The Knife – “Shaking the Habitual”
The Knife’s Olof Dreijer and Karen Dreijer Andersson are students of disorder. They always have been, ever since early 2000s albums Silent Shout and Deep Cuts. Call them the Swedish answer to Daft Punk; the Knife have always done whatever they want, regardless of what others think, and without the help or interaction with the media. After seven years of media and public evasion and a production hiatus since 2006’s Silent Shout the Knife are back with Shaking the Habitual.
Everything about Shaking the Habitual screams, ‘inaccessible.’ Tracks vary from forty-six seconds to twenty minutes. The record spans a massive 98 minutes. Tracks rarely, if ever, adhere to a central melodic idea. The name of the game is synth-induced dissonance. Occasionally the album feels like it’s wandering, with a great deal of time wasted on shambling instrumentals. At times, the ambient material becomes taxing. I found myself wishing the Knife would take a cue from David Bowie and kept the weirdness and ‘high-concept’ for a separate LP or B-Side. That said, when the duo actually appears on tracks they are, to borrow a technical reviewing term, ‘Goddamn Amazing.’ The industrial, buzzing, aggressive and at times conceptually amorphous track is the record’s thesis: a contemplation on feminism and government.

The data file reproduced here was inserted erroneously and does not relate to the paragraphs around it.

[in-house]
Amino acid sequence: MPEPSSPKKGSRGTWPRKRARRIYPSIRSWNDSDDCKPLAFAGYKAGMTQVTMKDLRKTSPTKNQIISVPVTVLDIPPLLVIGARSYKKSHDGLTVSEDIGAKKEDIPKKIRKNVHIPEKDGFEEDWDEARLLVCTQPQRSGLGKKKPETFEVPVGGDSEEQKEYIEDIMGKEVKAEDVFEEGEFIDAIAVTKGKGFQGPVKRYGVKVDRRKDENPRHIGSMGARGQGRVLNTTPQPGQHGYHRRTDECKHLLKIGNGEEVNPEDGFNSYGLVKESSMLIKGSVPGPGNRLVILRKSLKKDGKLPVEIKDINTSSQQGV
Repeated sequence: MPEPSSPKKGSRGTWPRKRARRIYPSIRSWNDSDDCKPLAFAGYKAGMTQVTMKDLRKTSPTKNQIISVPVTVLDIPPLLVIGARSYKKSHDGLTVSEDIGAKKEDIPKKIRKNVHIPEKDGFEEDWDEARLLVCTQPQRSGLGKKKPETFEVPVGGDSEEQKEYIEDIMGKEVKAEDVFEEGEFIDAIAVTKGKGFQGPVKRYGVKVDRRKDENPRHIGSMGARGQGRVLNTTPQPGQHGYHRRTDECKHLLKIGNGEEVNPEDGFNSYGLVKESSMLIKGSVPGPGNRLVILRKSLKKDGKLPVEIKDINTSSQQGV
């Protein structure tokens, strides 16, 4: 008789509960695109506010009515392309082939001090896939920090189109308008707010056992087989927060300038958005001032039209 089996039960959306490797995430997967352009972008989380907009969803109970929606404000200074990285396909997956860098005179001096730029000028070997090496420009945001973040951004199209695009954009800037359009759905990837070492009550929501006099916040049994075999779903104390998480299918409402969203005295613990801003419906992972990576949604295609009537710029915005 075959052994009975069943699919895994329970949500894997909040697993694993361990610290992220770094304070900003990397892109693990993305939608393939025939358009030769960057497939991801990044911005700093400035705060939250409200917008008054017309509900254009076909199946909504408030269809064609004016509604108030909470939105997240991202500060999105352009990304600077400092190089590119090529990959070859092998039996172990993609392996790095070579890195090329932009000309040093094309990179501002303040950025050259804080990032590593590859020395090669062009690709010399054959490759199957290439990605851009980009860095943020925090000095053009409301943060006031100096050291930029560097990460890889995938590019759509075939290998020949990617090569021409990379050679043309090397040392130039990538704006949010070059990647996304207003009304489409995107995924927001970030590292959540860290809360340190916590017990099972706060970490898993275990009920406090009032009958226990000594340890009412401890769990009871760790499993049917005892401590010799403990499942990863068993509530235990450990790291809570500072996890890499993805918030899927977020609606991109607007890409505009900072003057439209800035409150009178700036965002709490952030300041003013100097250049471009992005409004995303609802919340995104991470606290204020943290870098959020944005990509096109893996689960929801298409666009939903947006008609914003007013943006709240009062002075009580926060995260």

This is the record’s intention: to wax poetically on government, environmental degradation, privilege and even our decreasing attention spans. This review earlier complained about the massiveness of this record; is should be acknowledged that this is intentional. Andersson answered question to the record’s length in interviews that, ‘It’s fun to play with people’s times these days.’ The source material and aesthetic palette of the record is—in the spirit of this experimentation—diverse, borrowing heavily from Middle Eastern melodies and North African rhythmic sensibilities—an element to the record that has been lost on many reviewers. Tracks like “Without You My Life Would be Boring,” and “Wrap Your Arms Around Me,” infuse visions of old Egyptian soul crooner and unacknowledged hip-hop sample library Abdel Halim.
The latter half of the record transforms and disassembles into frenetic electronic music with tracks like, “Networking,” and punk rock tributes with the Fugazi Repeater riff ripped, “Raging Lungs.” The record loses its pace again in the latter half with the feel-good entitled, “Fracking Fluid Injection,” a track that ultimately boils down to a 10 minute recording of a squeaky door hinge. I found myself losing my patience with the silliness of this track, but I was still appreciative of the idea. This shift and experimentation in instrumentation parallels the experimentation with the identity of the band itself. Shaking the Habitual is unlike anything that band has produced before.
This record provides a glimpse into the dense, academic, intellectually driven foundations of a group that has eluded major awards and attention in favor of political activism and feigned inhumanity. It is an audile tour of dissidence and walks a fine between thick, bookishness and emotional expression–A line that the Knife does not typically walk but one that they successfully traverse this record.
Review by B